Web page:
The DST/MRC South African Population Research Infrastructure Network (SAPRIN) is a new national asset that will generate high-quality evidence to inform interventions aimed at responding to some of South Africa’s biggest issues which include poverty, inequality, unemployment and poor access to effective health care.  This national research platform is linked with cross-cutting public institutions such as universities, research councils, the ministries of Health, Social Development, Basic Education, Statistics-SA as well as Planning, Monitoring and Evaluation in the Presidency.

“Participating communities are helping to shape an all-inclusive socioeconomic South Africa by providing valuable data that will inform and design life-altering interventions and strategies in response to the country’s biggest challenges”, says SAPRIN Director Professor Mark Collinson. “SAPRIN integrates public, private and academic sectors in a long-term partnership, to produce first-rate, highly-relevant research.”

SAPRIN will link, integrate and standardise Africa Health Research Institute’s (AHRI’s) Population Intervention Programme in uMkhanyakude, KwaZulu-Natal, with the MRC/Wits Rural Public Health and Health Transitions Research Unit (Agincourt) in Bushbuckridge, Mpumalanga, and the University of Limpopo’s Dikgale Health and Demographic Surveillance System (HDSS).

These three rural sites will be expanded to include urban areas of Gauteng, eThekwini, the Western Cape and rural areas of the Eastern Cape to cover a more inclusive spectrum of sections of impoverished yet dynamically developing populations.

“SAPRIN currently hosts a number of research studies and is set to attract external research funds that will multiply the investment by the Department of Science and Technology,” says Dr Kobus Herbst, the SAPRIN Co-Lead and AHRI’s Chief Information Officer. “This also provides the perfect opportunity to maximise synergies and to accelerate local innovations in the Health arena”.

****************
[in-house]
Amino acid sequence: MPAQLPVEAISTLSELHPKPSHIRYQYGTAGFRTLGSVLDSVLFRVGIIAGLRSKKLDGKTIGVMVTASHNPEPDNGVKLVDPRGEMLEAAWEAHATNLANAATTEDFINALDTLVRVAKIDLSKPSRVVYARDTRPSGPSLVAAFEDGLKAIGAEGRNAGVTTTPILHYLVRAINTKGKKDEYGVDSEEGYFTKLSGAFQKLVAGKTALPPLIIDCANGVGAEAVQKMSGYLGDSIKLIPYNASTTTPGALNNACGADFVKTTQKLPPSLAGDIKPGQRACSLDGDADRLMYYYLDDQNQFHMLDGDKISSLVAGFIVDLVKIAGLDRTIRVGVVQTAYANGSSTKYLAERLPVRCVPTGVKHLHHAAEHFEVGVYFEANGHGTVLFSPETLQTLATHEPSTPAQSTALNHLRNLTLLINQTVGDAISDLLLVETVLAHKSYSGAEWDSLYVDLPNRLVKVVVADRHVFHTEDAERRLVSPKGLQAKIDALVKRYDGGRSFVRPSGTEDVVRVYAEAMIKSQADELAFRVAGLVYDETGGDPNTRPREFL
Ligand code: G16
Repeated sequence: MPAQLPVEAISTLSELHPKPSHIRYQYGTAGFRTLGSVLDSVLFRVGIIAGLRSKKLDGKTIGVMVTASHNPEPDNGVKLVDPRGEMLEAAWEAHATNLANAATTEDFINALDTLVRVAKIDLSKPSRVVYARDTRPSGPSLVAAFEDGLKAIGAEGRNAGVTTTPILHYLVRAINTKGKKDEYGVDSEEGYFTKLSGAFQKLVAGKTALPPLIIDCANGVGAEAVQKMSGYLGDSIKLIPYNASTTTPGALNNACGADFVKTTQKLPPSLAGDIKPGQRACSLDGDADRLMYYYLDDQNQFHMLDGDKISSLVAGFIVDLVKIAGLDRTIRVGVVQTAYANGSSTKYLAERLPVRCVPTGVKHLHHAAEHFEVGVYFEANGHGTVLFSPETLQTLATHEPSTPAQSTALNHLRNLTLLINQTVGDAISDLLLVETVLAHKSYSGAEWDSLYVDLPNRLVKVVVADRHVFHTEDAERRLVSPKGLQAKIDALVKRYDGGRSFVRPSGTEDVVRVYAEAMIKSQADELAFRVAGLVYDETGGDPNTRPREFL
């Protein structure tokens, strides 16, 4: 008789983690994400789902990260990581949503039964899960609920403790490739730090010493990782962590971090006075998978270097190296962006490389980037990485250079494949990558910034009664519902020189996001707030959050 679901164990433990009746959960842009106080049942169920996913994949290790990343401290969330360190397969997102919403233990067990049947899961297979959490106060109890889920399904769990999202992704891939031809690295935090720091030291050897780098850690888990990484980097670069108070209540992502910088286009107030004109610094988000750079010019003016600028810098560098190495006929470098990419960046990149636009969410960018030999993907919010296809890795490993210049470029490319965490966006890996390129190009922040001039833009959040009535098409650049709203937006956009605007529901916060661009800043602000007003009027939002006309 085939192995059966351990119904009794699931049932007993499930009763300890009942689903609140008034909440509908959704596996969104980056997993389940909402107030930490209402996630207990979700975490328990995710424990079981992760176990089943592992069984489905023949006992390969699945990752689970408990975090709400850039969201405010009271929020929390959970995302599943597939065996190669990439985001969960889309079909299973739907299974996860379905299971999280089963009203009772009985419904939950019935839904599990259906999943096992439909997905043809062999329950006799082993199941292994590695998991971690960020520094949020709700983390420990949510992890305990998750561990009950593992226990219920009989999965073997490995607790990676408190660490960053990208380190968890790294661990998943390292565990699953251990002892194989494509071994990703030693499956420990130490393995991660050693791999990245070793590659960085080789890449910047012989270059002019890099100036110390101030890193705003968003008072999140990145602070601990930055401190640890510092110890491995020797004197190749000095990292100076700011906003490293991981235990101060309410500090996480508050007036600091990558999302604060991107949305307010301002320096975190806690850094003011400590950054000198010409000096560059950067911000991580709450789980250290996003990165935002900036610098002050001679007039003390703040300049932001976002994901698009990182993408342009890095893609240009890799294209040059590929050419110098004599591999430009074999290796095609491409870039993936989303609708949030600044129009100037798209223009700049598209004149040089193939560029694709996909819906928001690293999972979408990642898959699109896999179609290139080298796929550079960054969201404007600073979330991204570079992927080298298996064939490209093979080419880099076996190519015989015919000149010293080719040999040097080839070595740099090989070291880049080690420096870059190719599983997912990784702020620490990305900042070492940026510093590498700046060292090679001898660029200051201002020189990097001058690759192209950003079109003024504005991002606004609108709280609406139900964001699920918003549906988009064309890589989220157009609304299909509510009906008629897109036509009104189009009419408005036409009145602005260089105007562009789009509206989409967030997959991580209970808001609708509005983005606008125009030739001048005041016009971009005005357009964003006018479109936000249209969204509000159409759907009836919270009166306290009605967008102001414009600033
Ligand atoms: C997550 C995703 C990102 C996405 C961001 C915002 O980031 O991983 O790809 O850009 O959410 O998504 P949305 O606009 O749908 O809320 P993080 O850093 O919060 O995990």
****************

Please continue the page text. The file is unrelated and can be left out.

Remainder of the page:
Current surveillance covers 250 000 persons of all ages and is set to increase to 550 000 which is around one percent of the South African census population. Several factors such as rapid migration and urbanisation were taken into consideration in the decision to expand the number of sites, and the development of the new sites will allow the measurement of bi-directional migration flows which link South African rural communities and urban areas.

Individual and household indicators that will be routinely collected and assessed include vital events such as births and deaths, residence and migration, socio-economic status, disease monitoring, and measures of wellbeing represented by labour status, education and social protection.

The HDSS registration systems will be complemented by linking to public sector records of health system utilisation, school attendance and access to social grants, to enable research on the factors associated with access to services or lack thereof.

“SAPRIN digresses from the public and private sector silo structures encouraging an inclusive system of resolve”, says Professor Richard Gordon, Executive Director: Grants, Innovation and Product Development (GIPD) at the SAMRC.

South African communities are currently faced with several challenges including high levels of inequality; an unemployment rate of 26%; a poverty headcount ratio of 57%; as well as colliding epidemics of HIV/TB and non-communicable diseases. However, a more accurate, accessible and timely reflection of this data, considering rapid urbanisation and migration, is needed to advise and direct development-oriented decision making, investments and interventions that will improve the lives of South Africans.